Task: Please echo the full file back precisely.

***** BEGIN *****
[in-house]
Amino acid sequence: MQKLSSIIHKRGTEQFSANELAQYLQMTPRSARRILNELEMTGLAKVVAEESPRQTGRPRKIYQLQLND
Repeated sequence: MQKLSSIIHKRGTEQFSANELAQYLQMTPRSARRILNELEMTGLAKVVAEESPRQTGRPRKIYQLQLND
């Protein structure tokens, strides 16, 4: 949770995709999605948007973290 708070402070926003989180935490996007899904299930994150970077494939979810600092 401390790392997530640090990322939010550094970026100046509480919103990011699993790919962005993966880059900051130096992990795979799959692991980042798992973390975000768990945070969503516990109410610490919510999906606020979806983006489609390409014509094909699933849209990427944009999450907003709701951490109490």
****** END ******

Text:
[in-house]
Amino acid sequence: MQKLSSIIHKRGTEQFSANELAQYLQMTPRSARRILNELEMTGLAKVVAEESPRQTGRPRKIYQLQLND
Repeated sequence: MQKLSSIIHKRGTEQFSANELAQYLQMTPRSARRILNELEMTGLAKVVAEESPRQTGRPRKIYQLQLND
């Protein structure tokens, strides 16, 4: 949770995709999605948007973290 708070402070926003989180935490996007899904299930994150970077494939979810600092 401390790392997530640090990322939010550094970026100046509480919103990011699993790919962005993966880059900051130096992990795979799959692991980042798992973390975000768990945070969503516990109410610490919510999906606020979806983006489609390409014509094909699933849209990427944009999450907003709701951490109490």